In recent years, the soft drinks industry has intensified its efforts to provide low calorie options to its consumers. Nicholas Hodac, Director General of Soft Drinks Europe, talks us through the journey so far.
Europe’s soft drinks industry is committed to creating healthier and more sustainable drink environments. Many products, like soft drinks, have sugar, and people can continue to consume them as part of a balanced diet. But our industry is also committed to providing products with fewer calories and to ensuring that the healthier choice becomes the easy choice. Our sector has offered products with absolutely no calories or sugar for more than 40 years – since the introduction of the first no- and low-calorie drinks back in the 1970s. With them, we are playing our part in supporting the UN Sustainable Development Goal of improved nutrition and the EU farm-to-fork ambition of making the healthier choice the easy choice.
In recent years our sugar and calorie reduction journey has intensified and the results speak for themselves. Having responded positively to the European Commission initiative to reduce added sugars by 10% between 2015-2020, the soft drinks sector surpassed the target to deliver an average 14.6% added sugar reduction in its drinks across Europe between 2015 and 2019.*
This was achieved through a comprehensive range of actions including: changing recipes to reduce sugars while maintaining a taste with which consumers are happy; innovating to develop new products with different sweetness levels; increasing availability of small packs to support portion control and moderation; and nudging people towards more no- and low-sugar/calorie options through marketing investments. Building on previous actions this has resulted in an average added sugar reduction of 26% since 2000. Today more than one-quarter of all soft drinks sold in Europe are no- and low-calorie – rising to 40% in some markets.
So how did we get here and what was the impetus for the most recent UNESDA commitments around sugar reduction and consumer choice?
Well, UNESDA was a founding member of the multi-stakeholder EU Platform for Diet, Physical Activity and Health back in 2005. Members were keen to place their collective focus on voluntary commitments in the area of responsible marketing – especially to children. UNESDA was among the first to make wide-ranging commitments to the Platform – including pledging NO sales in primary schools and NO advertising or marketing to children under 12 years old. Over the years we strengthened and widened our commitments, mindful of consumer expectations and societal trends. The school commitments have been expanded to include NO sales of sugar-sweetened beverages in EU secondary schools, and the advertising commitments reinforced to include digital and social media.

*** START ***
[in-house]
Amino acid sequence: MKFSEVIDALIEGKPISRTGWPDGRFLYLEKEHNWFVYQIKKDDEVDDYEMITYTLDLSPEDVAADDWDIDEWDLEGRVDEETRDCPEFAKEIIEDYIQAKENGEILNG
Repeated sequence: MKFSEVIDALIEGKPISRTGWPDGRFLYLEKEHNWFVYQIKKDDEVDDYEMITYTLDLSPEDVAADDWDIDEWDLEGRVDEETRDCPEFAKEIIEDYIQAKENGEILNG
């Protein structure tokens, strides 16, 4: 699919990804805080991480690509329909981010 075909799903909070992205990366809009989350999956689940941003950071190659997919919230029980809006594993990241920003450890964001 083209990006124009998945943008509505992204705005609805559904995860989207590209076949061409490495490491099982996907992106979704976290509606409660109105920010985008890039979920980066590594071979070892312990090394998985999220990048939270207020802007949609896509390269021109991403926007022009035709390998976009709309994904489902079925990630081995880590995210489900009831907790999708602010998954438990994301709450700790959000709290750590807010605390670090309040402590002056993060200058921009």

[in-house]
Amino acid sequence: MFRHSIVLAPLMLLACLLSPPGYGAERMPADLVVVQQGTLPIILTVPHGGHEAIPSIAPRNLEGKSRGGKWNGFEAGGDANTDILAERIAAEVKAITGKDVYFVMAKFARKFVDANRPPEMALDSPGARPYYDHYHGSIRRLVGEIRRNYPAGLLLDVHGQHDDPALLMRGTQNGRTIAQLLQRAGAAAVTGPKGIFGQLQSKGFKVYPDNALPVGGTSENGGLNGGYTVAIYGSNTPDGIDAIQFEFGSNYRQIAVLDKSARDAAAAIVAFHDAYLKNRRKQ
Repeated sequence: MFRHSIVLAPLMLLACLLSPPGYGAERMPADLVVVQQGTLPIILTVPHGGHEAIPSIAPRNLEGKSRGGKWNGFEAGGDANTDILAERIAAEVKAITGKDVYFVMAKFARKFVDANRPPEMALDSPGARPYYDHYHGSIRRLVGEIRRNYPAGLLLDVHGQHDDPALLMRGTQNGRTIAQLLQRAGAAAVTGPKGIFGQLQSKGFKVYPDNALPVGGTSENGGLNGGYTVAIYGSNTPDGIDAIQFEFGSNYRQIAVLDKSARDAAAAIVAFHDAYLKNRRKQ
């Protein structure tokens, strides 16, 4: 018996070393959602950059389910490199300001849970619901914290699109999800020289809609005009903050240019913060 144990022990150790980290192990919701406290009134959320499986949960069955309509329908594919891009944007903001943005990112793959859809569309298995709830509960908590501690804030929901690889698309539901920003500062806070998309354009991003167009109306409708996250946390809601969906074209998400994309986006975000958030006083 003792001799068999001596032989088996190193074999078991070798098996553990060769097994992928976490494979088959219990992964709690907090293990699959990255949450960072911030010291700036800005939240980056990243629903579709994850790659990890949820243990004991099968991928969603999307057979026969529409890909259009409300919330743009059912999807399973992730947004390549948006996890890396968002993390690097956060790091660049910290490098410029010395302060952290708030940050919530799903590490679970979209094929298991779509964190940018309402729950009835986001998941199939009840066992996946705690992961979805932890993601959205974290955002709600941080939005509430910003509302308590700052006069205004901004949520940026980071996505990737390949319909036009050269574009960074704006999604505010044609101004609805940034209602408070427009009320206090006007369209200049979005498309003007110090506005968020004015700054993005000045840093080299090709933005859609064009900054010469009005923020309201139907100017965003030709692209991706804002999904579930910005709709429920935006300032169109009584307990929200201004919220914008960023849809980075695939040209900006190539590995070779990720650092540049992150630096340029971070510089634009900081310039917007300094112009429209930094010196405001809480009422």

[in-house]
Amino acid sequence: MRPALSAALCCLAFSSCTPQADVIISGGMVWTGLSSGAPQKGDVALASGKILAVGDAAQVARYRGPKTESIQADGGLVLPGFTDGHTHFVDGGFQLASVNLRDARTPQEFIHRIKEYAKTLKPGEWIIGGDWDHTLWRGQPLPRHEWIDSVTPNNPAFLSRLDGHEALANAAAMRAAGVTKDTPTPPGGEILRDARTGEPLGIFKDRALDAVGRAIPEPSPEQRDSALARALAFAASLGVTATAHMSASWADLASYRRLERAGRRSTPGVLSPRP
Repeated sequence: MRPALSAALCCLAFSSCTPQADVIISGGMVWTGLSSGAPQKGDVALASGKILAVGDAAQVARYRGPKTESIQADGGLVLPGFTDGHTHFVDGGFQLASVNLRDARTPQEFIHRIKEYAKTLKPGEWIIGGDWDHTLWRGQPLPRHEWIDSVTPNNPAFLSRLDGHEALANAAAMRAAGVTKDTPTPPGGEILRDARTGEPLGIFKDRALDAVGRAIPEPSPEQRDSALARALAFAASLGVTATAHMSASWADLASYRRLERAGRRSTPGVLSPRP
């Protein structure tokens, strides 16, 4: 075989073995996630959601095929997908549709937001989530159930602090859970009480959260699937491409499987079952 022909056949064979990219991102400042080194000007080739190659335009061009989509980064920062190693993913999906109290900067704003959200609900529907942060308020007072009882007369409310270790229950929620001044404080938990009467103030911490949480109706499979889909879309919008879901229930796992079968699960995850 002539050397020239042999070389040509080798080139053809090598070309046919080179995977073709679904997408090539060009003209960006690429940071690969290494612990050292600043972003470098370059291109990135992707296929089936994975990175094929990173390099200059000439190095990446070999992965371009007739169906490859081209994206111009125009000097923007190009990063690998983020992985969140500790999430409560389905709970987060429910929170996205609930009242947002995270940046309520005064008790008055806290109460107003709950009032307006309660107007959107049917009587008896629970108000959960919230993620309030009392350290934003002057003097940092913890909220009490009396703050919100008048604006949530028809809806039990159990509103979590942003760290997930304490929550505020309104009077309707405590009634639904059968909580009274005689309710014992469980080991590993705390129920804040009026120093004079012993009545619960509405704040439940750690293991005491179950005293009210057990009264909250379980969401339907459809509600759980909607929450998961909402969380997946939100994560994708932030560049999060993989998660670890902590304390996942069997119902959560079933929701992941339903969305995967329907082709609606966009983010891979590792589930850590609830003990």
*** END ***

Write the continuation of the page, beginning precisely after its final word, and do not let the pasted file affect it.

Our commitments are independently audited by respected organisations, including PwC and GlobalData, and have since inspired numerous similar pledges around the world. They have also been complemented by numerous national pledges – based on local baselines and expectations – that support EU member states in their action plans to create healthier food environments.
UNESDA welcomes the EU farm-to-fork objective of encouraging further reformulation and believes that every sector should be urged to play its part. We are pleased to see that the forthcoming direction of the EU Code of Conduct for responsible business and marketing practices within the strategy builds on our pioneering achievements in this area. The openness of stakeholders to engage through the EU Platform greatly enabled our industry’s progress in sugar and calorie reduction and the EU Code of Conduct offers an opportunity to continue this dialogue with all actors, including Member States.
Another positive development within the EU Farm to Fork strategy is its goal of an ‘at a glance’, EU-wide, front-of-pack nutrition labelling system. Labelling, together with more innovative ways of providing information to consumers, is an important element in supporting healthier diets and citizens. We believe Europeans would welcome an EU-harmonised, evidence-based, front-of-pack nutrition labelling scheme that is meaningful and meets the dietary needs of the entire EU population. A further key tool in sugar reduction – not only in soft drinks, but right across the food industry – are low-calorie sweeteners which have been evaluated as safe by the European Food Safety Authority and authorised by the European Commission.
UNESDA member companies will continue on their sugar reduction journey in the years ahead. They will commit to a range of voluntary actions while also delivering great tasting, alcohol-free drinks that offer people hydration and refreshment – both with and without calories and sugar.